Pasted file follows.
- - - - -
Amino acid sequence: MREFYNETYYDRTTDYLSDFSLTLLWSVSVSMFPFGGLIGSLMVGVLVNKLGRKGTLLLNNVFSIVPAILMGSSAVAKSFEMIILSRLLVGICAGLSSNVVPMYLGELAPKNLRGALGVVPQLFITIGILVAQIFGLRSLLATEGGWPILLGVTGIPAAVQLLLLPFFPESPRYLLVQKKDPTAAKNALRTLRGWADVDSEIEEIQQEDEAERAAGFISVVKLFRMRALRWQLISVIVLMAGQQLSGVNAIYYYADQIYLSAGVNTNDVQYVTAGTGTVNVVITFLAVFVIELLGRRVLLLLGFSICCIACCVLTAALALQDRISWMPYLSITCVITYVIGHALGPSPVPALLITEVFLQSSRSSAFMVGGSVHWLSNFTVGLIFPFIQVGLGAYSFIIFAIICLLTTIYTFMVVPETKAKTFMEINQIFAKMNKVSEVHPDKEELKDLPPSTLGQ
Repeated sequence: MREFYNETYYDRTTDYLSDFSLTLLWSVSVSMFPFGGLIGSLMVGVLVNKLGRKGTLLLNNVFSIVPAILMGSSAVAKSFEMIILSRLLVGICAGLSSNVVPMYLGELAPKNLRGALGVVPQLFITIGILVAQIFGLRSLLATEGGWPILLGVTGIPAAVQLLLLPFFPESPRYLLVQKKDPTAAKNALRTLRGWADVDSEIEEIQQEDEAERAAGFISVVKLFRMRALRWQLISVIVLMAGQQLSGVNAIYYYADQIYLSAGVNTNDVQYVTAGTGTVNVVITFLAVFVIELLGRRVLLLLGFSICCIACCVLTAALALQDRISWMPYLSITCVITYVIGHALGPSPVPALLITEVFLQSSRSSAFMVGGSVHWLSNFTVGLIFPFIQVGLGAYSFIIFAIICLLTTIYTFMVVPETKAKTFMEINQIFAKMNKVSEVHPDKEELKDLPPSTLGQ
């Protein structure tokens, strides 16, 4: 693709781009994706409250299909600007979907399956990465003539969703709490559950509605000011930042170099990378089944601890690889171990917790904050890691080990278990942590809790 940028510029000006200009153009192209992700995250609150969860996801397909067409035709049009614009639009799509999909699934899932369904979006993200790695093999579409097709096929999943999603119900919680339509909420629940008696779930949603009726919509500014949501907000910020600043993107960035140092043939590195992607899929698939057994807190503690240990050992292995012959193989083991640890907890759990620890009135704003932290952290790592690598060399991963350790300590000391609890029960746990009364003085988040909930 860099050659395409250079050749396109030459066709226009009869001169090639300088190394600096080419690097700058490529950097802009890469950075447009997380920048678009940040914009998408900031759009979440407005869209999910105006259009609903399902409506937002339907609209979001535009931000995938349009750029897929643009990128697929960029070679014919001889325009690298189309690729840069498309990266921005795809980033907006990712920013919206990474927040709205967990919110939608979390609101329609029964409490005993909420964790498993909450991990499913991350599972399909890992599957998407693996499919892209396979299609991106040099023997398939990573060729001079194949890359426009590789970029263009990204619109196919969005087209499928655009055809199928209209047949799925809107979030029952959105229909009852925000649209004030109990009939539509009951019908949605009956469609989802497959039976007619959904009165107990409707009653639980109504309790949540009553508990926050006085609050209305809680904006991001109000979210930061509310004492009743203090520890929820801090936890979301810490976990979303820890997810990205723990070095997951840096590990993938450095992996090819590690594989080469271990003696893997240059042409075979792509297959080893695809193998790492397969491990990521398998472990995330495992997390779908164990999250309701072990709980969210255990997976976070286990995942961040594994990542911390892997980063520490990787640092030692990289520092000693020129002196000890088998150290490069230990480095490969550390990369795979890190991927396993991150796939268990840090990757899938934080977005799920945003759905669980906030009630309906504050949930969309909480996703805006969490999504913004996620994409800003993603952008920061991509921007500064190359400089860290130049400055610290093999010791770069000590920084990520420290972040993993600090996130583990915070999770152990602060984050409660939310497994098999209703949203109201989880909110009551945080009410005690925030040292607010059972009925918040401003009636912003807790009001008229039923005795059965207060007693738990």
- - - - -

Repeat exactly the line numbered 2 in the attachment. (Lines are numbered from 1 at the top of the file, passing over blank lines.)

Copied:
Repeated sequence: MREFYNETYYDRTTDYLSDFSLTLLWSVSVSMFPFGGLIGSLMVGVLVNKLGRKGTLLLNNVFSIVPAILMGSSAVAKSFEMIILSRLLVGICAGLSSNVVPMYLGELAPKNLRGALGVVPQLFITIGILVAQIFGLRSLLATEGGWPILLGVTGIPAAVQLLLLPFFPESPRYLLVQKKDPTAAKNALRTLRGWADVDSEIEEIQQEDEAERAAGFISVVKLFRMRALRWQLISVIVLMAGQQLSGVNAIYYYADQIYLSAGVNTNDVQYVTAGTGTVNVVITFLAVFVIELLGRRVLLLLGFSICCIACCVLTAALALQDRISWMPYLSITCVITYVIGHALGPSPVPALLITEVFLQSSRSSAFMVGGSVHWLSNFTVGLIFPFIQVGLGAYSFIIFAIICLLTTIYTFMVVPETKAKTFMEINQIFAKMNKVSEVHPDKEELKDLPPSTLGQ